Other travelers at the airport similarly said they appreciated SuperShuttle’s comparatively low prices and the fact that a large family plus luggage could fit into the van.
But the vans’ high capacity also can mean inconveniently long, winding trips as riders are dropped off one by one. “In honor of the death of SuperShuttle, on your way home tonight make a random stop at 7 different addresses before finally heading home,” Twitter user @jehawks joked.
Signs of the company’s shakiness appeared shortly before the Thanksgiving holidays: In addition to withdrawing from several other airports, SuperShuttle suspended its operations at LAX because of an issue with insurance. The California Public Utilities Commission said the service was out of compliance with state regulations. The issue was resolved Nov. 21.
SuperShuttle is owned by an affiliate of Blackstreet Capital Holdings, a private investment firm in Bethesda, Md., court documents show. Blackstreet describes itself as specializing in acquiring small or midsize companies “that are in out-of-favor industries or are undergoing some form of transition.”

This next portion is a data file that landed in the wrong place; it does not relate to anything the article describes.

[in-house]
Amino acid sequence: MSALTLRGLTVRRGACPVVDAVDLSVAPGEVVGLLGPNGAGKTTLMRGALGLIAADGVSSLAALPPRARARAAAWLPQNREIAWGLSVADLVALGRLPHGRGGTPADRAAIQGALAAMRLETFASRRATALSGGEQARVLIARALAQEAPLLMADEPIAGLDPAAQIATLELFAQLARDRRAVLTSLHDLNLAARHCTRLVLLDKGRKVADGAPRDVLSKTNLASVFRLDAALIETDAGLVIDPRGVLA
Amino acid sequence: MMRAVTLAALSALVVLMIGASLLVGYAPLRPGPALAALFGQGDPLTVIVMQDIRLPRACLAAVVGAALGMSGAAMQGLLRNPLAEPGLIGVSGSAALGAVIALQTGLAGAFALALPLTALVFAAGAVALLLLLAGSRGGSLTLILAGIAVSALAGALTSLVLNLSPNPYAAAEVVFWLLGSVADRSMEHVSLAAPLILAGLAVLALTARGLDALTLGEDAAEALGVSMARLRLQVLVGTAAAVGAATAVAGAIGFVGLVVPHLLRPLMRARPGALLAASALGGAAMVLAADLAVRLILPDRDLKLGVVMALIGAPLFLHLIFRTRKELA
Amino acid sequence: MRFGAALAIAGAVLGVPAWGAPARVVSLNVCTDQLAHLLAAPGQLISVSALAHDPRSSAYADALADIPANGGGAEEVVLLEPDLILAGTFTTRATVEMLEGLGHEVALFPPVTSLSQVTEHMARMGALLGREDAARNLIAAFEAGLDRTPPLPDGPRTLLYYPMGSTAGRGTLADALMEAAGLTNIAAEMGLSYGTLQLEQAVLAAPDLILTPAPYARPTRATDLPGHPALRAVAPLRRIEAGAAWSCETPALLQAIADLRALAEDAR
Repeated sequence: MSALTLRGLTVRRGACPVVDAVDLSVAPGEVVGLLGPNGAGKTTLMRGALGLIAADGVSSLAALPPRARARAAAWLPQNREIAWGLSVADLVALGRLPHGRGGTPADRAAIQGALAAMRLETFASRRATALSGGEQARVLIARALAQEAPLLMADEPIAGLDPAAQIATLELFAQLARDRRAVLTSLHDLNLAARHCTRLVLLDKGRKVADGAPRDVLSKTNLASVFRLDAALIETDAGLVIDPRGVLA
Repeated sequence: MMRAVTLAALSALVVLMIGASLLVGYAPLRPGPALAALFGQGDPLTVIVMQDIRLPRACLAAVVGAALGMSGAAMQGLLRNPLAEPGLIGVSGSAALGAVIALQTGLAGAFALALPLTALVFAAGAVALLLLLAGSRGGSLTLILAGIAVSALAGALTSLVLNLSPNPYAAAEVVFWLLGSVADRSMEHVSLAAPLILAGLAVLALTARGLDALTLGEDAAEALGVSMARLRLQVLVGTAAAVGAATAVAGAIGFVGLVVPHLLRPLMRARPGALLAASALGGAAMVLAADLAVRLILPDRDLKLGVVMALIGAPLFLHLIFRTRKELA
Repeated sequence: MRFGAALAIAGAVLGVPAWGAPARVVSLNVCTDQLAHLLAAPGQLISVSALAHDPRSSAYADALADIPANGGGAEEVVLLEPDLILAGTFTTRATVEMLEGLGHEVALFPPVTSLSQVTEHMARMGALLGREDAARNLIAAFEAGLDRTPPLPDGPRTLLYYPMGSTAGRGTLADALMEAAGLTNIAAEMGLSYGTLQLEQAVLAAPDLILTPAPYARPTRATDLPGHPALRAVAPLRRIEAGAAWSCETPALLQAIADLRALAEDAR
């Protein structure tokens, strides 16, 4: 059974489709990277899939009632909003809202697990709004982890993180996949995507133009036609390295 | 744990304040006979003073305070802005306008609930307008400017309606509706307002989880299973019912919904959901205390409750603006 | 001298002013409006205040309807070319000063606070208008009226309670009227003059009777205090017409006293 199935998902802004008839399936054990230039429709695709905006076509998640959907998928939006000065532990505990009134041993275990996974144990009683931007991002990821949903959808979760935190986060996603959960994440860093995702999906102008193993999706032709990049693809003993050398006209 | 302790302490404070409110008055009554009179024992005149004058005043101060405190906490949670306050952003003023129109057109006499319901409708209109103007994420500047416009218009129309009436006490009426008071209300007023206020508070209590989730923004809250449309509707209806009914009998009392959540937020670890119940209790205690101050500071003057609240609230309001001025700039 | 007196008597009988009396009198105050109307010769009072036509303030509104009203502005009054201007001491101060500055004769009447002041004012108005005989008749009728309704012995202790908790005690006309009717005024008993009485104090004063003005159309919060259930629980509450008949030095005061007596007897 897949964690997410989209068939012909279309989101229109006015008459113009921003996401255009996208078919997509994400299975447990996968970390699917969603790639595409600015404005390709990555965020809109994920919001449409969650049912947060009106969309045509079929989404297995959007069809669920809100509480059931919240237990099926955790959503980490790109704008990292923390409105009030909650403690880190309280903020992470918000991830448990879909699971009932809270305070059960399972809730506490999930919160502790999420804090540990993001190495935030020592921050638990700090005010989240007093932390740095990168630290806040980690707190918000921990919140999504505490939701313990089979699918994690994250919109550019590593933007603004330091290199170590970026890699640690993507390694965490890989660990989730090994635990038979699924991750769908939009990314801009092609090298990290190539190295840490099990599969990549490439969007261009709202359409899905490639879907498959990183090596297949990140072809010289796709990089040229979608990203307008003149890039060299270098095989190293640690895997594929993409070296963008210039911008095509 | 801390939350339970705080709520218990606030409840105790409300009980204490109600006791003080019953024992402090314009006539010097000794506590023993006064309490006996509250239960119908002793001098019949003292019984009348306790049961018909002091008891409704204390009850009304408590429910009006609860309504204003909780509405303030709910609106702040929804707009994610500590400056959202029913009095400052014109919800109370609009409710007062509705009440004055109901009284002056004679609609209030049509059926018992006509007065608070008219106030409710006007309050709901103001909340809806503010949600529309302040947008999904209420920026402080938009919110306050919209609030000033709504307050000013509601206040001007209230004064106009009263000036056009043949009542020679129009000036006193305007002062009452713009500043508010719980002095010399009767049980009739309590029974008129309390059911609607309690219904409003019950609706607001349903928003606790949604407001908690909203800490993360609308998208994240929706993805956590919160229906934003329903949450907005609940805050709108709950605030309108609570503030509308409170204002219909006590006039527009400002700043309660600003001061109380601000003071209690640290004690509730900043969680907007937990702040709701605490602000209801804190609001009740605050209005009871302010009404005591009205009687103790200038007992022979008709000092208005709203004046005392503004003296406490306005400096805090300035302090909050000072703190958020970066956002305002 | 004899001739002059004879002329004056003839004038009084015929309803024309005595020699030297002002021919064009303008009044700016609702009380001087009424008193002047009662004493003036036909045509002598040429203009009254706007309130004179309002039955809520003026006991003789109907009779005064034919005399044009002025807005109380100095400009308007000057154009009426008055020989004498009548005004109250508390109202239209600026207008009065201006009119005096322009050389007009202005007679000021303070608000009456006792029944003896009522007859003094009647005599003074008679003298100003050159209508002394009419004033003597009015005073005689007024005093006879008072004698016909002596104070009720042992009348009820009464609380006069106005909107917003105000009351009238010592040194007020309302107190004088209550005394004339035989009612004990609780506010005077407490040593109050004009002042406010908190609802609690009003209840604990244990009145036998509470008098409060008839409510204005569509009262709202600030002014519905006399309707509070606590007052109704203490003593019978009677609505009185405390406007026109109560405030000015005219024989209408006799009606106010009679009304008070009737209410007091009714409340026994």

Blackstreet acquired SuperShuttle in September from Transdev on Demand Inc., which is part of the Transdev Group of France, according to a lawsuit Transdev filed against Blackstreet this month in Delaware Chancery Court in a dispute over some terms of the transaction.
Officials at Blackstreet could not immediately be reached for comment on SuperShuttle’s suspended services or on how SuperShuttle’s services are divided between company-owned operators and franchisees.
SuperShuttle’s website shows that the company provided service to more than 80 airports worldwide, including those in Southern California, before it began suspending services in many locations.
The company’s demise comes less than a year after it won a labor victory that made it easier to classify its drivers as independent contractors rather than employees. In January, the National Labor Relations Board ruled against SuperShuttle drivers at Dallas-Fort Worth airport who were looking to unionize.
Times staff writers James F. Peltz and Laura J. Nelson contributed to this report.